Time lagged relationships between core self-evaluations and performance.

Research output: Chapter in Book/Report/Conference proceedingMeeting abstract (Book)


In organizational behavior literature, the personality - performance relationship has been studied extensively. However, up until now, most studies focused on linking between-person differences in the Big Five personality dimensions to between-person differences in in-role performance (i.e., task performance). The current paper builds on core self-evaluations (CSE); an alternative, broad personality dimension that has proven to be a good predictor of performance and on extra-role performance. More specifically, we test the directional within-person relationship between CSE and organizational citizenship behavior (OCB), and counterproductive work behavior (CWB). To this end, we conducted two experience sampling studies; a first one in which 54 employees reported on their state CSE and levels of momentary OCB three times a day for 10 consecutive working days, and a second study in which 30 employees reported on their level of state CSE and momentary CWB three times a day for five consecutive working days. Results showed that there is substantial within-person variability in CSE, and that this variability is predictive of within-person differences in OCB and CWB towards the organization, but not of within-person differences in OCB and CWB towards the individual. These findings show that state CSE leads to extra-role performance (towards the organization), rather than the other way around.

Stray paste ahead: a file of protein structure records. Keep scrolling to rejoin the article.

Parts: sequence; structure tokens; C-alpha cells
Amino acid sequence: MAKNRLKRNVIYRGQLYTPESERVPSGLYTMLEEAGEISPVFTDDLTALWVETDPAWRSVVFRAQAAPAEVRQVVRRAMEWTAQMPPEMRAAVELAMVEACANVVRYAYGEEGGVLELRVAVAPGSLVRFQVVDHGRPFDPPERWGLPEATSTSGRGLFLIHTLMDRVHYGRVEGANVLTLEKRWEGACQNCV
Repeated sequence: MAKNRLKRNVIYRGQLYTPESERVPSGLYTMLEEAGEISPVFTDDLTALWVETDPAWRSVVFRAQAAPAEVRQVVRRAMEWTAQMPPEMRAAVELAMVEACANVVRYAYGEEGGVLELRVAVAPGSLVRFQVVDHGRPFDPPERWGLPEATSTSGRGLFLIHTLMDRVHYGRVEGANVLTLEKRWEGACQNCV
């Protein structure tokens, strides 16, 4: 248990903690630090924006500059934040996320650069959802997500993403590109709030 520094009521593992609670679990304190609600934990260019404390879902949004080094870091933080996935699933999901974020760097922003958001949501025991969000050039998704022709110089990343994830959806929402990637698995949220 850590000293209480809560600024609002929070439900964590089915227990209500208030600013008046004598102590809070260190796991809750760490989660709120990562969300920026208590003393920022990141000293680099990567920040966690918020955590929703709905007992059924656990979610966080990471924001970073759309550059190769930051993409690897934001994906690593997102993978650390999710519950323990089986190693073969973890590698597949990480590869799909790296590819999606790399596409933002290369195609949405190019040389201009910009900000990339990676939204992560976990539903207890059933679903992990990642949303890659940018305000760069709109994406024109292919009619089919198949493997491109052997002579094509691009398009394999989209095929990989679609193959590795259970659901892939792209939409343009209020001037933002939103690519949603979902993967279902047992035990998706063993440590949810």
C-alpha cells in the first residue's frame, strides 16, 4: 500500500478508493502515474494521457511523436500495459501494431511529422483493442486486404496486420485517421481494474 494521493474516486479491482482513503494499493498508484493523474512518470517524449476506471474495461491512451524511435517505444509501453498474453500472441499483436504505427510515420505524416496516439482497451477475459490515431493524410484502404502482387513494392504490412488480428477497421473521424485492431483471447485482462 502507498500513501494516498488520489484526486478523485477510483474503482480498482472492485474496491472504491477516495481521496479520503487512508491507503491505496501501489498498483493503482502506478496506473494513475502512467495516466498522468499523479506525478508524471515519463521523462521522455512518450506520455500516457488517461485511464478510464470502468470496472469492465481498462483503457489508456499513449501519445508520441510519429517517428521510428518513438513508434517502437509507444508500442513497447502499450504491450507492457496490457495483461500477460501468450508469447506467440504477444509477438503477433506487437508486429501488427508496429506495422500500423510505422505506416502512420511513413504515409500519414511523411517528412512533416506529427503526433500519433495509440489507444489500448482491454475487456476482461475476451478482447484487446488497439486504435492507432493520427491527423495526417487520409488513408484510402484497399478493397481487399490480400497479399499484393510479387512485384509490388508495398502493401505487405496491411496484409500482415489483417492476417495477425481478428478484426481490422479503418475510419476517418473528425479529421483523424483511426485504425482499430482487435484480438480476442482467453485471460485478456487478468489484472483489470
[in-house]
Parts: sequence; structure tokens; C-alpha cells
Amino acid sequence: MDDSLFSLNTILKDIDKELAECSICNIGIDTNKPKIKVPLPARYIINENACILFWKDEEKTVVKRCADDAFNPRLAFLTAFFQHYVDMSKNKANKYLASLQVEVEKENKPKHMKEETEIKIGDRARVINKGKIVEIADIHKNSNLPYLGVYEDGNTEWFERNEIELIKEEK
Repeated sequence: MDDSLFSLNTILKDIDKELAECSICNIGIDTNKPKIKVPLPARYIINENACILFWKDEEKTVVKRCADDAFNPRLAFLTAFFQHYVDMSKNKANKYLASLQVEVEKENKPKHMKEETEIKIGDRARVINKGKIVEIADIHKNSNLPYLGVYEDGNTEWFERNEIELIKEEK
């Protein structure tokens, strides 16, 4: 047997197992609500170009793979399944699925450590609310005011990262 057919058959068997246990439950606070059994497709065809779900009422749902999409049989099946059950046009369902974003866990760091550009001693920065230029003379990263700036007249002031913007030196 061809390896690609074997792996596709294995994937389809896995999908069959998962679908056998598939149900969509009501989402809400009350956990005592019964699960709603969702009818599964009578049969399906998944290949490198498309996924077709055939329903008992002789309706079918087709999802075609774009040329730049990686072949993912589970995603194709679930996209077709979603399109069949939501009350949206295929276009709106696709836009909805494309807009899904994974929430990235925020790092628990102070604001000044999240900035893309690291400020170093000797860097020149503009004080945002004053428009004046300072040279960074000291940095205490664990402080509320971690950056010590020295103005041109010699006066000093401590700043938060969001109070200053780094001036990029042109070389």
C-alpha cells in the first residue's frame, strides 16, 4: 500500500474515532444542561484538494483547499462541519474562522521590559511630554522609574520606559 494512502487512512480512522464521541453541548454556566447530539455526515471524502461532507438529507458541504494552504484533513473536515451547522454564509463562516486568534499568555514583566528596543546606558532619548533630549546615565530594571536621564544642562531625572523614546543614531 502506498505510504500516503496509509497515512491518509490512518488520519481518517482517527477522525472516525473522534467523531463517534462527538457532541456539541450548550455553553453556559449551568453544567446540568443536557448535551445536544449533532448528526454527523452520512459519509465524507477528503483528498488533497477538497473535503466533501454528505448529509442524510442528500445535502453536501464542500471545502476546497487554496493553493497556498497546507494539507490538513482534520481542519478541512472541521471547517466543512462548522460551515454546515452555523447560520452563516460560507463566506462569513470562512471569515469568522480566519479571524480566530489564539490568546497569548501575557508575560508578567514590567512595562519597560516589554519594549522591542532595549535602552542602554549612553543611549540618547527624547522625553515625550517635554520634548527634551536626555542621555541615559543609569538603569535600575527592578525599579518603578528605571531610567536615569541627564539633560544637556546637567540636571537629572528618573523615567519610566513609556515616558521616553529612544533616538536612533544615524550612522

Original languageEnglish
Title of host publicationPresented at 29th Annual Conference of the Society for Industrial and Organizational Psychology, Honolulu
Publication statusPublished - 16 May 2014
EventUnknown -
Duration: 16 May 2014 → …


Period16/05/14 → …


  • core self-evaluations
  • Task performance
  • organizational citizenship behavior
  • counterproductive work behavior


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